The Nobel Prize-winning idea known as Game Theory has proven applications in economics, but could it have applications in something as mundane as losing weight? That is exactly the issue at the heart of an unusal competition.
Two teams of people who've had trouble losing weight in the past are competing to see who can lose more. On one side: the front office and behind-the-scenes staff of the Bridgeport Bluefish minor league baseball team. On the other: workers from the family-run R.C. Bigelow Tea Company.
Each company volunteered a team of people who wanted to take part in the competition. In "Primetime's" competition, each person who lost 15 pounds in two months would earn a point for their side, and the team with the most points wins.
The participants knew nothing about the team they were competing against. That was on purpose, because the competition was centered on motivation, and the rules were not the same on both sides.
The tea company volunteers are all trying to lose weight in order to feel better and to help their team win all positive motivation. The baseball team volunteers have all that, but with a very different motivation: fear of humiliation. They are facing a most unusual threat based on an aspect of Game Theory known as the credible threat.
The notion of credible threat is part of what won the Nobel Prize for Thomas Schelling of the University of Maryland. According to Schelling, for a threat to work, there must be absolutely no doubt it will happen. It is why what's known as "mutual assured destruction" worked for decades during the nuclear arms race. The Russians and Americans so convinced each other they would respond with a nuclear blast, that neither side ever risked an initial attack.
Schelling believes that what applies in international geo-political circles, can also apply in everyday situations. Thus, with the help of Barry Nalebuff, a professor at Yale University's School of Management, "Primetime" created a credible threat for weight loss.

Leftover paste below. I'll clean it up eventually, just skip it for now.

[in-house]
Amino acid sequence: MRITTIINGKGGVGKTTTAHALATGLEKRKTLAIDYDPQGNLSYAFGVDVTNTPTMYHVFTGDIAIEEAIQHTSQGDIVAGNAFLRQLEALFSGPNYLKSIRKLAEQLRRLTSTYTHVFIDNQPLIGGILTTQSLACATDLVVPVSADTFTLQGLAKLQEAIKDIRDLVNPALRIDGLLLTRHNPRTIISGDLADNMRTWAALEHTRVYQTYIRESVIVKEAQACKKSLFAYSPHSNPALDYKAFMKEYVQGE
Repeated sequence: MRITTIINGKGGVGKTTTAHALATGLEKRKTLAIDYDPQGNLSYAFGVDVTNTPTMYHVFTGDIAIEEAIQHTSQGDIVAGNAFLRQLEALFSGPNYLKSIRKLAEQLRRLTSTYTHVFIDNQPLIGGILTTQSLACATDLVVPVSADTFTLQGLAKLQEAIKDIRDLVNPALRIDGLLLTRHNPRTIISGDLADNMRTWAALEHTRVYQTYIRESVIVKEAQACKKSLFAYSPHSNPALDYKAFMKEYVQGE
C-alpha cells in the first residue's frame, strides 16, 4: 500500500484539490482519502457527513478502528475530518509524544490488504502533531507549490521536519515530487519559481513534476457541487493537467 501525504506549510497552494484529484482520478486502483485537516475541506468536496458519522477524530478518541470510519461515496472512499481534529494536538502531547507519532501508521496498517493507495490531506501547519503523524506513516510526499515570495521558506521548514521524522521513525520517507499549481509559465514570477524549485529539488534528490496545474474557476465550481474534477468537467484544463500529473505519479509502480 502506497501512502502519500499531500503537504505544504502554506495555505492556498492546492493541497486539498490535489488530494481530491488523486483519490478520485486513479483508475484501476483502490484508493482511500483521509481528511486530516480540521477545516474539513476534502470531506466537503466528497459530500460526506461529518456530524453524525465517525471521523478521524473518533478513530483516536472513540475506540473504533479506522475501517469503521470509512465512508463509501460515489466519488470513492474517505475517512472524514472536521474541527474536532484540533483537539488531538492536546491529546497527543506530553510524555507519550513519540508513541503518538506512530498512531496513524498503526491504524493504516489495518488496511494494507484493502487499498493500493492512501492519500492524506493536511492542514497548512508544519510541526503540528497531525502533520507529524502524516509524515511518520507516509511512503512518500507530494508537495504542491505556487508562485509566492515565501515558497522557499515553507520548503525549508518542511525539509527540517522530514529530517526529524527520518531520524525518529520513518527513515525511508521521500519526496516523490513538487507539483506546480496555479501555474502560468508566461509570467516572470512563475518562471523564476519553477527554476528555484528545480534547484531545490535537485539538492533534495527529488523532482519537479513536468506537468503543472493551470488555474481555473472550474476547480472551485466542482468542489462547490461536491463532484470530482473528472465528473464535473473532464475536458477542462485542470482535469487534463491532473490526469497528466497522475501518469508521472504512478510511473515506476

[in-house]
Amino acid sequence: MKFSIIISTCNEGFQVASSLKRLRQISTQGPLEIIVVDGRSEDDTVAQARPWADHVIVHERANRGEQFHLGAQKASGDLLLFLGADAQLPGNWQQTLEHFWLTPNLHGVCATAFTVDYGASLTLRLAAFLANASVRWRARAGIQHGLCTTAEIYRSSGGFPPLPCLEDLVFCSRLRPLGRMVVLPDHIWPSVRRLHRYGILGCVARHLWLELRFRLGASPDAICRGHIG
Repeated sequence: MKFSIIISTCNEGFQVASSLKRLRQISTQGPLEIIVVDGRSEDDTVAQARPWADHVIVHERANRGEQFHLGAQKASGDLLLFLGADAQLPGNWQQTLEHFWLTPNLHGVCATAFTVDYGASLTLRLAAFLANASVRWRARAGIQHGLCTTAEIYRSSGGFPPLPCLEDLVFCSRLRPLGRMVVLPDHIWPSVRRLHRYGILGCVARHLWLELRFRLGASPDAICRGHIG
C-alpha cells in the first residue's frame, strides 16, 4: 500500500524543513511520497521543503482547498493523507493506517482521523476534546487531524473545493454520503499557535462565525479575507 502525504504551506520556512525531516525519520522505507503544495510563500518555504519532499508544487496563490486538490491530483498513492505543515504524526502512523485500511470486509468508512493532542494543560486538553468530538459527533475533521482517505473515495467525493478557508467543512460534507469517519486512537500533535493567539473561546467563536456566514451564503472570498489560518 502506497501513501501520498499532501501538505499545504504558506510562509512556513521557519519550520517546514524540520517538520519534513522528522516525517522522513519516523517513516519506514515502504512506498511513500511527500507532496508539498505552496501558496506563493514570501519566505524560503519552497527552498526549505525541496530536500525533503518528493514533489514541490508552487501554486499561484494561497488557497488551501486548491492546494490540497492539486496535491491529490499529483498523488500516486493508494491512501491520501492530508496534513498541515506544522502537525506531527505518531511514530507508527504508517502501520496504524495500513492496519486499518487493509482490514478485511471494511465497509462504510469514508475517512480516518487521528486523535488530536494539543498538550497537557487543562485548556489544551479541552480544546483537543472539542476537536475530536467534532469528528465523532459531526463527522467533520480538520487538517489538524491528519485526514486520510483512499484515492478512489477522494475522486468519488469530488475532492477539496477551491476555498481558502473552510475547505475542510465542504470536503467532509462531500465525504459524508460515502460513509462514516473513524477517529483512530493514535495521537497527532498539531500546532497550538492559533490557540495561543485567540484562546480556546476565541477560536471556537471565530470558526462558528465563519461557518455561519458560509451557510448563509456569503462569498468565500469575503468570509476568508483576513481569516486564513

Each volunteer from the Bluefish agreed to model a tiny bathing suit and have photographs taken. They signed an agreement that says if they do not lose 15 pounds in two months, the embarrassing photos will go up on a Jumbotron scoreboard during one of the team's home games.
"You can always start a diet tomorrow," Nalebuff says. "The trouble is deciding when to begin. For these people, there is no more tomorrow. It has to start now!"
Nalebuff is confident that having backed themselves voluntarily into a corner -- with the key to their own success -- they will all lose the weight they'd been unable to in the past.
The contest is not only a weight loss game, it is an experiment looking at positive versus negative motivation. Will the Bluefish's negative credible threat prove more effective in losing weight than Bigelow Tea's positive motivation of being part of a team?
Will Game Theory succeed? Will any of the participants be able to lose 15 pounds?
Two members of the Bluefish team fell just short of losing the required 15 pounds, but "Primetime" didn't humiliate them in public. The point of the experiment was the threat, so instead a group picture of the team was displayed on the stadium Jumbotron.
And it turned out that positive praise did trump the negative threat. The Bigelow Tea team narrowly won the competition.